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21 of 22 people found the following review helpful By Steven Hellerstedt on March 26, 2007
Format: DVD
Fifteen hours and 53 films worth of silent slapstick is a LOT of silent slapstick. Before you go any farther you should realize this isn't the greatest 15 hours worth of silent slapstick available. If you want to get the best - the funniest stuff - buy the boxed sets of Chaplin, Lloyd, Keaton and Laurel & Hardy, and then see if you can find a compilation disk with some Harry Langdon and Fatty Arbuckle on it. Oh, the heavy hitters are here, but it's the inclusion of so much by the other guys that sets this set apart. If you like silent movies and are willing to sit through some strange stuff for no other reason than to see what folks were laughing at 100 years ago, this set is for you. I think it's a gold mine. A sprawling gold mine, but priceless to anyone interested in the history of filmed comedy. Each disk is divided into two sections. To give a sense of the breadth of this set, I'll briefly mention the highlights - or lowlights - of each section.

1-`Pioneers' - Section one of disk one features the pioneers of silent slapstick and contains, I believe, the earliest film in this collection, the 4-minute long `Mr. Flip' (1909), starring cross-eyed comic Ben Turpin. Mr. Griffith hadn't invented the close-up yet so we don't get a chance to see Turpin's crossed money makers. This film has Mr. Flip flirting with every woman he comes across and getting slapped with shaving cream, pies, etc., for his trouble. No plot, not even a real start or end, and really not very funny, but oddly engaging.

2- `Keystone Tonight' - Ninety odd minutes worth of early Mack Sennett/Keystone Studio one- and two-reelers. Highlight is the 16-minute `The Rounders' from 1914.
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23 of 25 people found the following review helpful By Ingalls on July 8, 2002
Format: DVD Verified Purchase
I previously reviewed this set but wanted to add a few comments. Included here is the incredible film "Now you tell one" by Charlie Bowers. Bowers looks like Keaton but out Keatons Keaton! After years of working in animation, Bowers took his surreal special effects into film. The result is jaw dropping! Wait until you see him 'grow" cats - and watch out for the little mouse with the revolver!
Monty Banks gives us one of the most thrilling chases ever seen in film in "chasing choo-choos". It looks like he did all of his stunts here and it is amazing that he lived to tell about it!
Definitely a great collection. Where else can you get silent films for about a dollar each? Do I like all of them? No. But with over 50 films, there is plenty here to enjoy and thrill to.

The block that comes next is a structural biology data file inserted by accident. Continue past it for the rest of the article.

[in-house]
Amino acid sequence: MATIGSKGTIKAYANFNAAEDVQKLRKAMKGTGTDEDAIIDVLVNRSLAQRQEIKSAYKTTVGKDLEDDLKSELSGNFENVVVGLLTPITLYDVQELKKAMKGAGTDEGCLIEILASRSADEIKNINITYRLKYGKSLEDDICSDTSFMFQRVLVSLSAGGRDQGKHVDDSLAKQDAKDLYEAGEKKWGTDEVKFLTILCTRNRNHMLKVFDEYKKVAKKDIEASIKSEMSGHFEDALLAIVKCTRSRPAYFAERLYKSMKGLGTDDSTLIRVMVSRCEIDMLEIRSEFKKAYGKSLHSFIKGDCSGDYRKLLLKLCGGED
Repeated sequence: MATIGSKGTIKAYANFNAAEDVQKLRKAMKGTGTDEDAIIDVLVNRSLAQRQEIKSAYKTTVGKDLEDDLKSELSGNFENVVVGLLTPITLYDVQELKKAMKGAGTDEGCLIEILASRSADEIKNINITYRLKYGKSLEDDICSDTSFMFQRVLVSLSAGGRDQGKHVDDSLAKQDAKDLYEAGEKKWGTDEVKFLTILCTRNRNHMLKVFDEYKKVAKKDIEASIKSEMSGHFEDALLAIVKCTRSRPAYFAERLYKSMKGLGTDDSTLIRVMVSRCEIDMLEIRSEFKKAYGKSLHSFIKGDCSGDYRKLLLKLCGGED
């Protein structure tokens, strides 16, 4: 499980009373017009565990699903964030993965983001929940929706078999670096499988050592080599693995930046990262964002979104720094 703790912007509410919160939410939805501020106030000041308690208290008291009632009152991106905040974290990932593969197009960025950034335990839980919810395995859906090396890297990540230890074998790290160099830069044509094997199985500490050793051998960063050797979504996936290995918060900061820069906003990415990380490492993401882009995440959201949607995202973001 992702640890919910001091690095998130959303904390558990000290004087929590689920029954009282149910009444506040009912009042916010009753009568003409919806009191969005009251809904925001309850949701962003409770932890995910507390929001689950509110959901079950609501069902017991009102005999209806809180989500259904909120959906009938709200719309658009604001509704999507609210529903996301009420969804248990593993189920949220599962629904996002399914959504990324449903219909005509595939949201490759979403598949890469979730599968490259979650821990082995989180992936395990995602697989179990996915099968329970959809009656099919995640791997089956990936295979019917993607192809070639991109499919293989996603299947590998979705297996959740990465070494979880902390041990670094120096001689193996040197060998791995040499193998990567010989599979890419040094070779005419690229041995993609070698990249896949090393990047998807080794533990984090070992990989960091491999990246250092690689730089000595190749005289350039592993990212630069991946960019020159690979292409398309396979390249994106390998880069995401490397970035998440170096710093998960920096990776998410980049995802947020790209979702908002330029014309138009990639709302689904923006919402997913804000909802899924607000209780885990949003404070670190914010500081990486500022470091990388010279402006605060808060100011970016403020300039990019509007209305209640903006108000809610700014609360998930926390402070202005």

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28 of 32 people found the following review helpful By woolrich2 on September 4, 2002
Format: DVD
There are some great and not-so-great items in this set, but all are of interest, if you like silent comedies. I recommend the 3 shorts each by Harry Langdon and Harold Lloyd (with one caveat to be discussed for "Haunted Spooks"), the rare version of Buster Keaton's "The Boat," some of the solo efforts by Stan Laurel (of later Laurel & Hardy fame), the "Hairbreadth Harry" short entitled "Danger Ahead" (based on a 1920's comic strip and one of the most ridiculously inspired things I've ever seen), the teaming of Charlie Chaplin and "Fatty" Arbuckle in "The Rounders" (where they each try to top one another on screen), and the delirious short by Charley Bowers (the only successful comedian/animator in film history--who incorporates his bizarre animation into his film shorts).
You can see so much here, as to the development of the careers of famous silent comedians. See Buster Keaton's crying and mugging hysterics while with "Fatty" Arbuckle develop into his more familiar stoic "Great Stone Face." See Stan Laurel go from frenetic nasty idiot on screen to playing the more sublime "Stanley" in the Laurel and Hardy shorts. See early Harold Lloyd shorts where his character has a bit more of an edge. Wonder why Ben Turpin had a career at all. All along marvel at the wonderful, appropriate musical accompaniment, sometimes on the odd "Fotoplayer."
The caveat? Well, nothing and I mean nothing has been censored and some very politically incorrect moments also make the cut, a few of which can make for some startling viewing for modern sensibilities. Then again, these films are 75 to 90 years old, and that should be borne in mind. In particular, I'm thinking of "The Detectress" and "Haunted Spooks" and parts of the Bert Williams short as rather blatant offenders.